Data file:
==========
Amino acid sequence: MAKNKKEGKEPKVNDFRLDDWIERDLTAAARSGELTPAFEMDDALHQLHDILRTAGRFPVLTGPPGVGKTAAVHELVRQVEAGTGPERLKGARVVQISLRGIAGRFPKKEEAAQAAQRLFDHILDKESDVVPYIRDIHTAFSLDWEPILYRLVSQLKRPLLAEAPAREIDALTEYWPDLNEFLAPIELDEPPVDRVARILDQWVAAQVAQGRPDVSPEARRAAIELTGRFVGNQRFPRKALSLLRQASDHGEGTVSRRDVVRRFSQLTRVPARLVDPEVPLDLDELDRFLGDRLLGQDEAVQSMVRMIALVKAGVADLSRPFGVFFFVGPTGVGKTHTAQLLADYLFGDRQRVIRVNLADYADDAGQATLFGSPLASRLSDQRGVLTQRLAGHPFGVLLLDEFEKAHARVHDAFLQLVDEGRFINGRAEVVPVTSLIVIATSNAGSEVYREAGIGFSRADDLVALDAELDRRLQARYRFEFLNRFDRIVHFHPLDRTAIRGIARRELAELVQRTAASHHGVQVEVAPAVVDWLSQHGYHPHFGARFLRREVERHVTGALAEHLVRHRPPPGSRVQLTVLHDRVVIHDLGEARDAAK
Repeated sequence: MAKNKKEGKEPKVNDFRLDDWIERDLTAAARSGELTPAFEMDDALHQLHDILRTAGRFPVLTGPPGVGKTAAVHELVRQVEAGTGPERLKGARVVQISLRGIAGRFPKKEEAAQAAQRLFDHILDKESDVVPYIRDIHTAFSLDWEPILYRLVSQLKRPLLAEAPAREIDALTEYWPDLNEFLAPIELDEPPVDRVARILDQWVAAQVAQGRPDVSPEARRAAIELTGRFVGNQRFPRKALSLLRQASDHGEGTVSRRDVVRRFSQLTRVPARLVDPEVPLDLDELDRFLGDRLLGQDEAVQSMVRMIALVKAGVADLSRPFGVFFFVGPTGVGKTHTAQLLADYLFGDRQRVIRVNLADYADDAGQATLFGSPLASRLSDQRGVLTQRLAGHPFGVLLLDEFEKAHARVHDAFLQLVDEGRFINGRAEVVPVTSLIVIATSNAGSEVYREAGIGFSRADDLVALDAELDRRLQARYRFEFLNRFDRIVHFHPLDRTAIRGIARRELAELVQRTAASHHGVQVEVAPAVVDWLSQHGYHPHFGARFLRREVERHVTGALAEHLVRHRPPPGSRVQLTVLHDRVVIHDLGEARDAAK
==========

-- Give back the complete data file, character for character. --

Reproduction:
Amino acid sequence: MAKNKKEGKEPKVNDFRLDDWIERDLTAAARSGELTPAFEMDDALHQLHDILRTAGRFPVLTGPPGVGKTAAVHELVRQVEAGTGPERLKGARVVQISLRGIAGRFPKKEEAAQAAQRLFDHILDKESDVVPYIRDIHTAFSLDWEPILYRLVSQLKRPLLAEAPAREIDALTEYWPDLNEFLAPIELDEPPVDRVARILDQWVAAQVAQGRPDVSPEARRAAIELTGRFVGNQRFPRKALSLLRQASDHGEGTVSRRDVVRRFSQLTRVPARLVDPEVPLDLDELDRFLGDRLLGQDEAVQSMVRMIALVKAGVADLSRPFGVFFFVGPTGVGKTHTAQLLADYLFGDRQRVIRVNLADYADDAGQATLFGSPLASRLSDQRGVLTQRLAGHPFGVLLLDEFEKAHARVHDAFLQLVDEGRFINGRAEVVPVTSLIVIATSNAGSEVYREAGIGFSRADDLVALDAELDRRLQARYRFEFLNRFDRIVHFHPLDRTAIRGIARRELAELVQRTAASHHGVQVEVAPAVVDWLSQHGYHPHFGARFLRREVERHVTGALAEHLVRHRPPPGSRVQLTVLHDRVVIHDLGEARDAAK
Repeated sequence: MAKNKKEGKEPKVNDFRLDDWIERDLTAAARSGELTPAFEMDDALHQLHDILRTAGRFPVLTGPPGVGKTAAVHELVRQVEAGTGPERLKGARVVQISLRGIAGRFPKKEEAAQAAQRLFDHILDKESDVVPYIRDIHTAFSLDWEPILYRLVSQLKRPLLAEAPAREIDALTEYWPDLNEFLAPIELDEPPVDRVARILDQWVAAQVAQGRPDVSPEARRAAIELTGRFVGNQRFPRKALSLLRQASDHGEGTVSRRDVVRRFSQLTRVPARLVDPEVPLDLDELDRFLGDRLLGQDEAVQSMVRMIALVKAGVADLSRPFGVFFFVGPTGVGKTHTAQLLADYLFGDRQRVIRVNLADYADDAGQATLFGSPLASRLSDQRGVLTQRLAGHPFGVLLLDEFEKAHARVHDAFLQLVDEGRFINGRAEVVPVTSLIVIATSNAGSEVYREAGIGFSRADDLVALDAELDRRLQARYRFEFLNRFDRIVHFHPLDRTAIRGIARRELAELVQRTAASHHGVQVEVAPAVVDWLSQHGYHPHFGARFLRREVERHVTGALAEHLVRHRPPPGSRVQLTVLHDRVVIHDLGEARDAAK